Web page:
50 years ago: Elgin National Watch tower demolition
"I can't believe that the watch factory was here for 100 years and now it's gone."
"So now I have to put a nickel in parking meter just to park for an hour?"
"It looks like anyone wanting to bet on a horse race is out of luck."
These are some of the comments people might have made after reading news 50, 75, and 100 years ago. Here's a look at those and other stories that made late summer and fall news in 1966, 1941 and 1916.
End of time: In just a matter of seconds, a century of Elgin history came to an end as a charge of dynamite toppled the iconic tower of the Elgin National Watch Company. Scheduled early on a Sunday morning to avoid large numbers of onlookers, the demolition culminated months of work as wrecking crews moved their way from the back to the front of the building.
The clock mechanism, which was removed earlier, and some of the hands which were recovered after the blast are now on display at the Elgin History Museum.
New district: More than 900 students passed through the doors of Elgin Community College as the school held its first day of classes as District 509.
Though its existence as a separate district was new, the school traced its roots to 1949 when it first opened as an extension of the University of Illinois and later operated under Elgin Area School District U-46.
Before incoming freshmen could attend classes, they were required to attend sessions to help them understand the differences between high school and college and the importance of personal responsibility for college success.
"FirstCard" debuts: Calling it "the most significant innovation in modern banking since the introduction of the check," the First National Bank of Elgin introduced the "FirstCard." Instead of relying on credit cards at a variety of stores, customers could now make their purchases with any of the merchants who accepted the "FirstCard."
Card holders who paid their full balance within 25 days of the statement incurred no interest. Those who paid less than the full amount were required to pay 1/20 of the bill or $10, whichever was larger in addition to a "service charge."
What time is it? Elginites went to the polls to decide whether they should extend Daylight Saving Time to the end of October to conform with Chicago and most communities east of the Fox River Valley who were doing so.
The time change, which was approved in Elgin, did not affect a variety of communities to the west, however, including Huntley, Hampshire and Pingree Grove. People traveling to those areas had to keep a closer eye on their watch and realize they were in areas operating on a different time.
Pay to park: Upon recommendations of some downtown businesses, the city council moved forward with plans for Elgin's first parking meters in the central business district.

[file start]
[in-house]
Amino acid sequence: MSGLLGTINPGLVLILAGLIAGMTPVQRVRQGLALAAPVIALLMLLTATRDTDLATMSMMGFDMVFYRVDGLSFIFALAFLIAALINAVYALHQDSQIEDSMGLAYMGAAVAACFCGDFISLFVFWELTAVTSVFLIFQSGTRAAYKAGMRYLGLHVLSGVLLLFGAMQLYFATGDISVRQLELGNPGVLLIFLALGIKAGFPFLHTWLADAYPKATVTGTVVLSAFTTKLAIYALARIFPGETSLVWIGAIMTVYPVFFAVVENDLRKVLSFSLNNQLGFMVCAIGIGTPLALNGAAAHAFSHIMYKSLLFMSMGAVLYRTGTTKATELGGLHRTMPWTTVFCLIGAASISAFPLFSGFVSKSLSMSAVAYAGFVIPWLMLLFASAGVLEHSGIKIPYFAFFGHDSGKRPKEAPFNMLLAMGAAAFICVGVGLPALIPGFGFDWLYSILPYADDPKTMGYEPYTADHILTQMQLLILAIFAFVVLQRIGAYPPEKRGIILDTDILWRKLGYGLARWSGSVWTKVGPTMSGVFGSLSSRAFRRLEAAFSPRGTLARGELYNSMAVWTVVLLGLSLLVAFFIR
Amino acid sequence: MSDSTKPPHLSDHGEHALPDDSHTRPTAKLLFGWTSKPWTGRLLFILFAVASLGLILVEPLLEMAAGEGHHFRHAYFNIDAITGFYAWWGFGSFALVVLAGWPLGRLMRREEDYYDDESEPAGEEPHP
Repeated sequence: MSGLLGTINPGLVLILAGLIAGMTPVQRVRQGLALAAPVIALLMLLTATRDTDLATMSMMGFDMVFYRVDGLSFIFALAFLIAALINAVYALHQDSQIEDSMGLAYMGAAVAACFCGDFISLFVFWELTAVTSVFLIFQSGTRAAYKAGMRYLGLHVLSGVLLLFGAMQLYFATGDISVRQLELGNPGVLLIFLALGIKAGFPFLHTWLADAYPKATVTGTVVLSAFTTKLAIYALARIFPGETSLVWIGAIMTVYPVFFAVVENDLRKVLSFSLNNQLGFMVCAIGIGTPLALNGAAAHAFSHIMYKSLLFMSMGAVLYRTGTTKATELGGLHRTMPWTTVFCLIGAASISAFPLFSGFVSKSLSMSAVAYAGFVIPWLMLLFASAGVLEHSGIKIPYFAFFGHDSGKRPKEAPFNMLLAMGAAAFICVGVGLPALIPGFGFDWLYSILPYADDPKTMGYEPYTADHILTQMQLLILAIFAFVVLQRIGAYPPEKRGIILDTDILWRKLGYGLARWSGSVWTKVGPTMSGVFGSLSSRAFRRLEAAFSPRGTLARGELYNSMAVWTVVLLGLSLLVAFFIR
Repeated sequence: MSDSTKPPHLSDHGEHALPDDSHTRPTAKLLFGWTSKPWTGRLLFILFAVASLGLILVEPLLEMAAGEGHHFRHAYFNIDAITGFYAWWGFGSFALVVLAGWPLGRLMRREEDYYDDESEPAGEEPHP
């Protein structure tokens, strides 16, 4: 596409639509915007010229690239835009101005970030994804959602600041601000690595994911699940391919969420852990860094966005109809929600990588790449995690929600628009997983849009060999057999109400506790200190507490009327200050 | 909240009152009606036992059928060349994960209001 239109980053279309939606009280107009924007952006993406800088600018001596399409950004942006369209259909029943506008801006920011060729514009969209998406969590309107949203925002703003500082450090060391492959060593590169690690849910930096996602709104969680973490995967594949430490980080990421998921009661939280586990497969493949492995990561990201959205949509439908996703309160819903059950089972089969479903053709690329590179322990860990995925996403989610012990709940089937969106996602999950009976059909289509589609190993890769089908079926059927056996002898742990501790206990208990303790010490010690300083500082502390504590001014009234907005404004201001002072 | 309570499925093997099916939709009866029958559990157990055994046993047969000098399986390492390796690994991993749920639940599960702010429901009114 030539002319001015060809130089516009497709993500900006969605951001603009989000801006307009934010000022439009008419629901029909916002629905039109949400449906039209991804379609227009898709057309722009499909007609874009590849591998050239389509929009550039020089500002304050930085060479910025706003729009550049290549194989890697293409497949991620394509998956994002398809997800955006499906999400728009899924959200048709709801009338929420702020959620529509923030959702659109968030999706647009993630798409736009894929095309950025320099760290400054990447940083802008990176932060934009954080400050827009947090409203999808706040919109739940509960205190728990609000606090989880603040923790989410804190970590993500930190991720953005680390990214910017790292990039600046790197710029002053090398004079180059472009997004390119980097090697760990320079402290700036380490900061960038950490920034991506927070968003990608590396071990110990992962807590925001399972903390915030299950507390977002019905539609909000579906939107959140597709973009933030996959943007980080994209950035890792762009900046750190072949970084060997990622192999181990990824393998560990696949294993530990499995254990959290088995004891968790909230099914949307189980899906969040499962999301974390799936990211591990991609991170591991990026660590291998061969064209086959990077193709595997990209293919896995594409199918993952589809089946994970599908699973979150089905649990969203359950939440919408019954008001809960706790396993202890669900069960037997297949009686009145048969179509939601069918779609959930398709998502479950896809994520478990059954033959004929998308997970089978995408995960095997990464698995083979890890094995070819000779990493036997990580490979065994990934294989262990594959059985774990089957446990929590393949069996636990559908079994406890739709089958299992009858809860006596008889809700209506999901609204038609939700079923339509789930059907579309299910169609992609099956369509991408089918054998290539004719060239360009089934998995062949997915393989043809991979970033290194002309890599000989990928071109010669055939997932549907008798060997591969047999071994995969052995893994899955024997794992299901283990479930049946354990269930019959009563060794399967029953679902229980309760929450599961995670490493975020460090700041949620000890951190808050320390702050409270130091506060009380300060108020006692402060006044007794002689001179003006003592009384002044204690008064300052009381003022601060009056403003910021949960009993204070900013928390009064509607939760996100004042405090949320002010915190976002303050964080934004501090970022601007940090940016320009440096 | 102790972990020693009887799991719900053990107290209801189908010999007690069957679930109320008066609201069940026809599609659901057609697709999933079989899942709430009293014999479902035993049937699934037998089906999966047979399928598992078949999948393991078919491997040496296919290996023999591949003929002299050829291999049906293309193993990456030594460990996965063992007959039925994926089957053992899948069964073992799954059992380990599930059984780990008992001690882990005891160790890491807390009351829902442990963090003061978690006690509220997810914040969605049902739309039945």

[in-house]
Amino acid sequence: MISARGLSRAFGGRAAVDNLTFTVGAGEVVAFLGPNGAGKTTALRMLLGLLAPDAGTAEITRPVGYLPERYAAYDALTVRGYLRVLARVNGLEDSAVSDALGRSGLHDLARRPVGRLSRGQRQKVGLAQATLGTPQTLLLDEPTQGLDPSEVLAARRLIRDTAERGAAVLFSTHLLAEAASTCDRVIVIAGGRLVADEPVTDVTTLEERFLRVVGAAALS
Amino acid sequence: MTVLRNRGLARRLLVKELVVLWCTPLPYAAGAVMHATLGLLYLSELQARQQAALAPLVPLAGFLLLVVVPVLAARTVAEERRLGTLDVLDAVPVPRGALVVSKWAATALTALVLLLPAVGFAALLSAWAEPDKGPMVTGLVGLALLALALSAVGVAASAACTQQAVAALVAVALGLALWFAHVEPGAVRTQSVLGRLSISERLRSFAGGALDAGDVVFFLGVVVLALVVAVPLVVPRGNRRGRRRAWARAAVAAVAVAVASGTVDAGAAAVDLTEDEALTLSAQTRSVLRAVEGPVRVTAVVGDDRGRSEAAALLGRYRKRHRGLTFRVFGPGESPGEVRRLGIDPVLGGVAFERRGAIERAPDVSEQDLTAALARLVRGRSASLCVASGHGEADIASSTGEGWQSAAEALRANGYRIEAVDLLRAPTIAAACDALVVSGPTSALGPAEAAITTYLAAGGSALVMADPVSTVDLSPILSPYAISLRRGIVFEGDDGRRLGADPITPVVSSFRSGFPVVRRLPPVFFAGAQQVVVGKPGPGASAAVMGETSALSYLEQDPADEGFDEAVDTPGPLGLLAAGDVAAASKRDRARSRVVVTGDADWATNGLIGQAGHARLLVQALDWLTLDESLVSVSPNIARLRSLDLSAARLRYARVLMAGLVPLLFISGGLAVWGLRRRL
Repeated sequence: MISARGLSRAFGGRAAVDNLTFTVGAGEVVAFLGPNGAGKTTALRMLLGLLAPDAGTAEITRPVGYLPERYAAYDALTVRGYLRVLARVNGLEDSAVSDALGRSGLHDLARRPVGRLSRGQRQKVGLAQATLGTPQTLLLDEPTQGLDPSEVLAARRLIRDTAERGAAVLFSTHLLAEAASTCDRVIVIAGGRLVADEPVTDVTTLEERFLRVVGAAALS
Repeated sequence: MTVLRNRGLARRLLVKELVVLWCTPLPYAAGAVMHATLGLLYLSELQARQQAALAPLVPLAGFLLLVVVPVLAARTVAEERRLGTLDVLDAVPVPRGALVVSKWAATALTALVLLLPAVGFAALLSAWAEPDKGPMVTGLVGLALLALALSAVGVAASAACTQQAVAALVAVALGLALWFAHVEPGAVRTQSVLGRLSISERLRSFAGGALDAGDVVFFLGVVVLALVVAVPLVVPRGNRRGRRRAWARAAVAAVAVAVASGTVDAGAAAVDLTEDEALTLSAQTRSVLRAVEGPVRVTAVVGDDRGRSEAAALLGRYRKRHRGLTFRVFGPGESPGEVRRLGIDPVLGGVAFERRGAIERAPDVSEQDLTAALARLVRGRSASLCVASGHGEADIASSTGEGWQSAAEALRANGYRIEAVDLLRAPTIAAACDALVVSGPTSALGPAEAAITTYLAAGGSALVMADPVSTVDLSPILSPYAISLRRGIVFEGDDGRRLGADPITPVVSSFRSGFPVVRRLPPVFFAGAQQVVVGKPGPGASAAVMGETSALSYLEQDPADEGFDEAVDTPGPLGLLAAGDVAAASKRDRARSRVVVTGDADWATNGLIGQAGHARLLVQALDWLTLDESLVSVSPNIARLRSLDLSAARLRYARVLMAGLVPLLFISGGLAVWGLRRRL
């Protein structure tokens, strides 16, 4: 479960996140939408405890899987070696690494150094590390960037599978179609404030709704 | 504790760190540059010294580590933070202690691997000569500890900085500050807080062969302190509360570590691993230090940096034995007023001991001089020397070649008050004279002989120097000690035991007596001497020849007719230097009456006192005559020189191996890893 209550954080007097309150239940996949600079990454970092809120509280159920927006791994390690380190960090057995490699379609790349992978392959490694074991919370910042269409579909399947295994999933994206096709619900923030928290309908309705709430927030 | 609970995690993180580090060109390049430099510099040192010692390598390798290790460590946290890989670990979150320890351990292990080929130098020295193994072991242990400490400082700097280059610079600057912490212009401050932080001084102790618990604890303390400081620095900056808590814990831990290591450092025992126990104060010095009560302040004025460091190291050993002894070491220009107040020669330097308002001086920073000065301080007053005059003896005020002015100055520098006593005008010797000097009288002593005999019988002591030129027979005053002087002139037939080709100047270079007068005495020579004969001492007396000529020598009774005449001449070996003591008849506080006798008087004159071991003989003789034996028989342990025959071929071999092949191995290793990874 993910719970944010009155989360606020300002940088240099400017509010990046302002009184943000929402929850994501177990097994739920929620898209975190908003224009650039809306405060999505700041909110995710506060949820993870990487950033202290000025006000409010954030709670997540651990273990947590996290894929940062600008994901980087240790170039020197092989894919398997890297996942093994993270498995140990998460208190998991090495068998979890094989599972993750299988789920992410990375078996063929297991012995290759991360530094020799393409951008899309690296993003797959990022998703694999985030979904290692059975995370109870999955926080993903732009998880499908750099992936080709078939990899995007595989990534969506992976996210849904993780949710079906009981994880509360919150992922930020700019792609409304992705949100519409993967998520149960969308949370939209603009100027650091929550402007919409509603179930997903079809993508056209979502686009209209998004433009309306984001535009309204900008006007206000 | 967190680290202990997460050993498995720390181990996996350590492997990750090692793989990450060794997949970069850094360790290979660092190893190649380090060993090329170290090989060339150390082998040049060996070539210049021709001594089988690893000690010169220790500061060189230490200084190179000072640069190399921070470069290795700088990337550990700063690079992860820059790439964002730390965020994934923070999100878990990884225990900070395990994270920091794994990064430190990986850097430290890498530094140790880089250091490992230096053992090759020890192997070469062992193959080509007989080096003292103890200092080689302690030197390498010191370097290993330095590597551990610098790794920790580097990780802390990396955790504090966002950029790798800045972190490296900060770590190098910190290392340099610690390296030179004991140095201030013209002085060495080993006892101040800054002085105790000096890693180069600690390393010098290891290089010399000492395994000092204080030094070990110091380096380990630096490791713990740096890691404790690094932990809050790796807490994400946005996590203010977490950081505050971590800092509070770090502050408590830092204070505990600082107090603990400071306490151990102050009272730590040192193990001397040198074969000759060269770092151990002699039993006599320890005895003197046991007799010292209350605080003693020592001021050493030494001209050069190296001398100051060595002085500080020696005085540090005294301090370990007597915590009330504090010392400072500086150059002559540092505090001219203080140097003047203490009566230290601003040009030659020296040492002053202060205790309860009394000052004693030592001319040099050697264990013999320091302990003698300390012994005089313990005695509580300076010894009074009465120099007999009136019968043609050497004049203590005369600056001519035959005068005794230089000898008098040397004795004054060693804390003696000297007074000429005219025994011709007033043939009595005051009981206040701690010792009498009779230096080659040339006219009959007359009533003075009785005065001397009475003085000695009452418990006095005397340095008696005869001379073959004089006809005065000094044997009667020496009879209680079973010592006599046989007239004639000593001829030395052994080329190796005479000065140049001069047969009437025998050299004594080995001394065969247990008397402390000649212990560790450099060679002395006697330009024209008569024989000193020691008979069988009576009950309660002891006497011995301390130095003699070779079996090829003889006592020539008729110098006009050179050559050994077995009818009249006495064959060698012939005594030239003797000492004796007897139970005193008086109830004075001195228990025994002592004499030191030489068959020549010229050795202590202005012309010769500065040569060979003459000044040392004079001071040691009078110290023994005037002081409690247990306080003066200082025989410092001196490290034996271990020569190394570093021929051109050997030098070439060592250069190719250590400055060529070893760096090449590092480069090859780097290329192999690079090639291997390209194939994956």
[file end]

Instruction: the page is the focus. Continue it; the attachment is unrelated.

Patterned after a central Illinois community, the six-month trial period would require one cent for 12 minutes of parking and five cents for an hour. Proponents said they hoped to urge quicker turnover of the spaces and also discourage employees from parking for an extended period of time. The money collected was to go into a special fund for street improvements.
Bicycle races: Witnessed by over 25,000 people, the 16th annual Elgin to Chicago Bicycle Race got underway on the Highland Avenue bridge in Elgin.
Traveling into a strong wind at the outset, the riders rode north on Rt. 31 passing through communities including Algonquin and Fox River Grove, Arlington Heights and Cicero until they reached the finish line on Damen Avenue in Chicago.
A 14-year-old Chicago youth came out on top in the contest completing the 62 mile course in just two hours and 45 minutes.
Bets off: "Elgin was without a handbook for means of playing the races," reported one newspaper. There was no need to mention who he was, as "Everyone that played the races knew his name."
Clients who could no longer use the services of the man, who operated out of a local cigar store, and would now need to either wire money to Chicago or send someone there to make their illegal horse race wagers, the story added.
"Cigarette hearts": With the country moving toward possible involvement in World War I, Elgin High School established a military cadet program open to juniors and seniors.
The officer in charge informed the young men that there would be no smoking in the program and anyone caught doing so would need to turn in their uniform. Many men were rejected from the army because of "cigarette hearts" -- something he hoped to avoid with his action.
Inappropriate relationship: Finally, a 42-year old man who was reported to have an inappropriate relationship with his 17-year old niece ended up in the Kane County jail. Last seen together at a community picnic, the pair were then believed to have taken a train to Iowa.
When located a month later, the two were occupying a rented room together near Chicago. Officials said the man, who denied any wrongdoing, would likely be changed with violation of a federal law. The 17-year-old was returned to her parents.